Our new way of life during the pandemic has undeniably highlighted our dependence on the internet. Behind this essential utility are the networks that power and deliver it to our homes. It’s been an extremely important time for the internet community to consider how we can best support and grow these networks.
We face a number of challenges ahead to manage rapid Internet growth, to keep users (and things) secure, and to ensure everyone can connect to the Internet. So, asks Marco Hogewoning, manager of public policy and internet governance at the RIPE NCC, what issues do we face and how can these be solved?
Running networks over IPv4 is becoming a costly affair
The inevitable need to migrate to the latest Internet protocol, IPv6, has been widely known for some years now. But as our reliance on the Internet increases, we’re reaching a point where we simply need more address space to accommodate the growth in Internet users and IoT devices.
Despite the official run-out of IPv4 addresses at the end of 2019, many Internet Service Providers (ISPs) still haven’t made the leap to deploy IPv6 in their network. Instead, many turned to the IPv4 transfer market, purchasing used addresses to accommodate network growth. But with the price of scarce IPv4 addresses subject to supply and demand, the market is unpredictable.
In 2021, ISPs that continue to rely on IPv4 could find that it becomes an increasingly costly affair. With used IPv4 addresses selling between $25-$30 (€20.61 – €24.73) each, ISPs will find it hard to ignore the impact this cost can have over time especially those that need a lot of addresses to grow. Transfers are a short-term solution at best, before ISPs are eventually priced out and the move to IPv6 becomes inevitable.
ISPs must start investigating how a smart and timely deployment of IPv6 can help reduce their dependence on IPv4. A long-term strategy for IPv6 will save them money, ready them for the future, and enable sustainable growth.
Get set for more IoT regulation
We saw a range of new applications of IoT in the last year, driven by a series of new demands such as the need to monitor crowds. As the growth of the IoT continues, it’s forcing manufacturers to wake up to the fact they are part of the Internet family now and this comes with a responsibility to keep us safe in the digital world.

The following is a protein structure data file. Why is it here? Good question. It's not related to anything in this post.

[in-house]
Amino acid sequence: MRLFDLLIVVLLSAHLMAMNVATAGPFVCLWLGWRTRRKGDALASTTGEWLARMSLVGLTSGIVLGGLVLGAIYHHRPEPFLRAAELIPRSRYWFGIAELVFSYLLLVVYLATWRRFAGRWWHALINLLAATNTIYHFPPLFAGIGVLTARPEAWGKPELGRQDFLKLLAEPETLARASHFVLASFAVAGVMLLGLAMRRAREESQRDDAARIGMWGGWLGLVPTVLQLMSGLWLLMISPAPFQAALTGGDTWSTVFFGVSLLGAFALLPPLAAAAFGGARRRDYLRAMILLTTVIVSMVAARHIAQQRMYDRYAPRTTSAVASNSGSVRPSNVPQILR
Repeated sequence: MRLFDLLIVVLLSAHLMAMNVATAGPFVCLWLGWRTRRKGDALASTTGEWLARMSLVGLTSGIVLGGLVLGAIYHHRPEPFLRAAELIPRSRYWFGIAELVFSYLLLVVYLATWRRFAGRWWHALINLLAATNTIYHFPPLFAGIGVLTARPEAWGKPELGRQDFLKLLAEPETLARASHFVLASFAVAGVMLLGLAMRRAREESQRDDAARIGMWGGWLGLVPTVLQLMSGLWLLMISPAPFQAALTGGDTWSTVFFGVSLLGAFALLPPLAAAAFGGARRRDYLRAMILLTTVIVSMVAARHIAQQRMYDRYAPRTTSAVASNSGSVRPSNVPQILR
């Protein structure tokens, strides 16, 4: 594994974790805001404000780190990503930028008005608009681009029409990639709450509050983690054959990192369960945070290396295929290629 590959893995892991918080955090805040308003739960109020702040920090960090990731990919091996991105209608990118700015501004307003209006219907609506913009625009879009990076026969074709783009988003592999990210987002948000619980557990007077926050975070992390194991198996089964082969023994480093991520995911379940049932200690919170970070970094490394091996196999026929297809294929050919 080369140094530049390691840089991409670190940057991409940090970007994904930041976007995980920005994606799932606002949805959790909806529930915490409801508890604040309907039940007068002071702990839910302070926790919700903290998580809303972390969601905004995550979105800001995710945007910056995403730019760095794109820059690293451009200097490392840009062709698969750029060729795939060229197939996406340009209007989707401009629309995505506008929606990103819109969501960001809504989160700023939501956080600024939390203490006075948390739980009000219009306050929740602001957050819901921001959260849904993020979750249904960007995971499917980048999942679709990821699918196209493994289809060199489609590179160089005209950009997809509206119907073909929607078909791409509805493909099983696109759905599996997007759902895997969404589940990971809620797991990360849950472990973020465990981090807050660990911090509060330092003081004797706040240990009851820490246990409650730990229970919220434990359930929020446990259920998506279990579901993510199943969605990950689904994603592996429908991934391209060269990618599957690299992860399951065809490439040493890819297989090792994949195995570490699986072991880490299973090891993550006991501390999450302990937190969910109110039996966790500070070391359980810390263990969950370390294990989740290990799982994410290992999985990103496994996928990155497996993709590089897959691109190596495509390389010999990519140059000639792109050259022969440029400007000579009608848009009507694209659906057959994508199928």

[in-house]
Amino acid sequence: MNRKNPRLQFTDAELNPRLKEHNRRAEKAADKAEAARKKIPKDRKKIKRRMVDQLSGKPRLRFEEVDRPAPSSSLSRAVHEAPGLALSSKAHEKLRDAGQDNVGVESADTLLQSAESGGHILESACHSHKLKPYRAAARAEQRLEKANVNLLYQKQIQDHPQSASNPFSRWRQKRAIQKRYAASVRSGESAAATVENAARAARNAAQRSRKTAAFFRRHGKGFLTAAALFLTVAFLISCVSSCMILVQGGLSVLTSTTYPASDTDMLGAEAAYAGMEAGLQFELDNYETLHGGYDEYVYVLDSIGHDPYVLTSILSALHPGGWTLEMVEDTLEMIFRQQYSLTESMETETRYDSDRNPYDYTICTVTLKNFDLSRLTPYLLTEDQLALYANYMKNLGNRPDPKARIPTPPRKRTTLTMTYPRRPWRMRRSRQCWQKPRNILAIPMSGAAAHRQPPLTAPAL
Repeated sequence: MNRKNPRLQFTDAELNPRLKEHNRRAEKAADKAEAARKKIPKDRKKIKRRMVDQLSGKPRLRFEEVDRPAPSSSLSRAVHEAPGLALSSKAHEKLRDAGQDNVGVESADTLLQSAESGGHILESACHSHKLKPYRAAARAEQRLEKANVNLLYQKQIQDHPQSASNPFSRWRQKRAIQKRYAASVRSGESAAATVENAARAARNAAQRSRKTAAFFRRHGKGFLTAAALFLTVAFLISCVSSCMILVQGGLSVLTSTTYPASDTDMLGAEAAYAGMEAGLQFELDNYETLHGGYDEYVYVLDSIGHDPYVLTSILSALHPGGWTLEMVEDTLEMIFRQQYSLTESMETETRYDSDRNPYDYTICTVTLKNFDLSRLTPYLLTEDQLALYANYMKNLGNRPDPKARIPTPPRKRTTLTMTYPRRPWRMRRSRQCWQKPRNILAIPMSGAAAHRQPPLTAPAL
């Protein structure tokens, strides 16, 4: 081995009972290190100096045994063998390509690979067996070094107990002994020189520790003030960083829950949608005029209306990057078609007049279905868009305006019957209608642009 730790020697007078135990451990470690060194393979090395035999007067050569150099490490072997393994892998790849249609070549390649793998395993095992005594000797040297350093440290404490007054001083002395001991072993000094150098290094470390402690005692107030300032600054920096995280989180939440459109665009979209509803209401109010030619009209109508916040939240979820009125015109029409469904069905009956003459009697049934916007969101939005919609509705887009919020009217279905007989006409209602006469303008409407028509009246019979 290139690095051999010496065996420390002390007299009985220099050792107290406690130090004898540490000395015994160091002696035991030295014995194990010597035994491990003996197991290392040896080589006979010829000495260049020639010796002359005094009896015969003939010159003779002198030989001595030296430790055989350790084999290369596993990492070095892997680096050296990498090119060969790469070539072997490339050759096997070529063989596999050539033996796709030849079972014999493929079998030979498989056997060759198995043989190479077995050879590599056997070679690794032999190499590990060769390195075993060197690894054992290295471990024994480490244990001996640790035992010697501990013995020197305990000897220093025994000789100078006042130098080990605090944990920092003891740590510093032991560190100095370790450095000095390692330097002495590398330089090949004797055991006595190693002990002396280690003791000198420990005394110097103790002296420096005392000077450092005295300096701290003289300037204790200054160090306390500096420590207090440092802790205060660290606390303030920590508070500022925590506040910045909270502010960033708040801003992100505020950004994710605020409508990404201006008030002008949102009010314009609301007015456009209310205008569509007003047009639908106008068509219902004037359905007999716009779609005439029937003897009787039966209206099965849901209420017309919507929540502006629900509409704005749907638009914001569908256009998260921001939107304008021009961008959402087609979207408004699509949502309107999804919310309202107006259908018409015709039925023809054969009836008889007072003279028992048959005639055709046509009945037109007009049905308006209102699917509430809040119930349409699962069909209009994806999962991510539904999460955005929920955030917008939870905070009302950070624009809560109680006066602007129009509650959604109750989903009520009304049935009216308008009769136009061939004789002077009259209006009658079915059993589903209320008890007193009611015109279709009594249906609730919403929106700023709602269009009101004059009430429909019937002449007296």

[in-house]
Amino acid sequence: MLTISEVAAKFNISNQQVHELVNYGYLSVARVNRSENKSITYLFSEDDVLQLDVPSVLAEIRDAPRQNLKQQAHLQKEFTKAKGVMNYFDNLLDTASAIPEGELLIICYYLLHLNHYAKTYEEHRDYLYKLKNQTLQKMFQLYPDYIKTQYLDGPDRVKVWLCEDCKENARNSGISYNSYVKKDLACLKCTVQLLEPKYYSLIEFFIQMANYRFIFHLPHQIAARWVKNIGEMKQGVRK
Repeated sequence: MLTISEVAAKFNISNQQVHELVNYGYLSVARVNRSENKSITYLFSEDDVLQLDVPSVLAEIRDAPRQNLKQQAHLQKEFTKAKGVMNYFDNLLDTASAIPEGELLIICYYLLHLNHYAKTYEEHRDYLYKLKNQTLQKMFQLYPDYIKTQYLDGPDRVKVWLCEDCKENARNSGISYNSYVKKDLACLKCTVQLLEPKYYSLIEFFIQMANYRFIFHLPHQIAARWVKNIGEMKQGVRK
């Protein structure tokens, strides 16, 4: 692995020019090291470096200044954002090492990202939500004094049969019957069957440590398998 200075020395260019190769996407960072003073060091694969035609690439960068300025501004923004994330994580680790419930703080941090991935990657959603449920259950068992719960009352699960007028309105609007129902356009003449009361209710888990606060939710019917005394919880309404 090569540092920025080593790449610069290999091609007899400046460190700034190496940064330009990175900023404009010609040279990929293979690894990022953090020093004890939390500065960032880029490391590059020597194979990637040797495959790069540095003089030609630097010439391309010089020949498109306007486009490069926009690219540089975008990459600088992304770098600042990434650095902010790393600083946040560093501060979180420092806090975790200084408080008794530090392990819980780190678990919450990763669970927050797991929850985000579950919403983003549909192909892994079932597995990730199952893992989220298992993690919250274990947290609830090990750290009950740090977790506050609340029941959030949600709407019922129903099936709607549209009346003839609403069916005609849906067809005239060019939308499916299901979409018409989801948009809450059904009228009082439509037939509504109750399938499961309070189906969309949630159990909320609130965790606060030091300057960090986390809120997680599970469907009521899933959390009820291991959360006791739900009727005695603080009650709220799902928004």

We can expect to see regulatory proposals that change how IoT products are developed and marketed this year. A stronger emphasis on privacy, such as with the EU’s ePrivacy Regulation, means that more time and money have to be invested in securing products, not only at launch but throughout the expected lifetime of the product.
If regulations are set to come into force, “sell it and then build it” might no longer do. In the IoT space, we have seen many cases of rapid prototyping where the first commercial users double as a test bed for further development. As regulatory discussions start to focus on minimum safety and security standards before a product can enter the market like certification such an approach might no longer be feasible and those tests will need to be done before launching.
Learning how to govern a satellite-based internet
Last year we saw a massive increase in the number of “internet satellites” like those launched by Starlink, Oneweb and Amazon’s Project Kuiper. As the pandemic has shown, there is a global need for Internet connectivity and many people hope these systems can help “connect the unconnected” and fill the gaps, especially in the developing world, where fibre won’t reach and traditional mobile systems like 4G/5G are not cost-effective.
Satellite systems might be above the earth, but they are not above the law. As we saw in debates at the Internet Governance Forum (IGF), many also hope that these systems will bring greater freedoms.
While we cannot argue against the notion that the advancement in access to information and communication that the Internet can bring could be a massive leap forward, the discussions around content regulation, hate speech and illegal and harmful materials will also remain. And satellite systems bring a totally different dimension into the already complex debate of which laws apply where and who is able (and has a mandate) to enforce those rules.
As satellite internet gathers pace, the internet community needs to think about what can be done to make sure services and policies are fit for the dawn of the space age.
The technical community has a difficult job ahead this year to tackle some of the biggest issues facing the Internet. While the issues of IPv4 scarcity and IoT regulation have been a cause for concern for some time, we are now reaching a point where both can no longer be ignored.
Inspiring the right kind of action among ISPs, manufacturers and regulators will be essential. The developments in satellite Internet are likely to open up a range of new opportunities this year, but with it comes a set of unique challenges in what is unchartered territory. Taking the right action will be essential to ensure we best support the Internet and its users, after all it is now seen as a lifeline for so many.
The author is Marco Hogewoning, manager of public policy and internet governance at the RIPE NCC.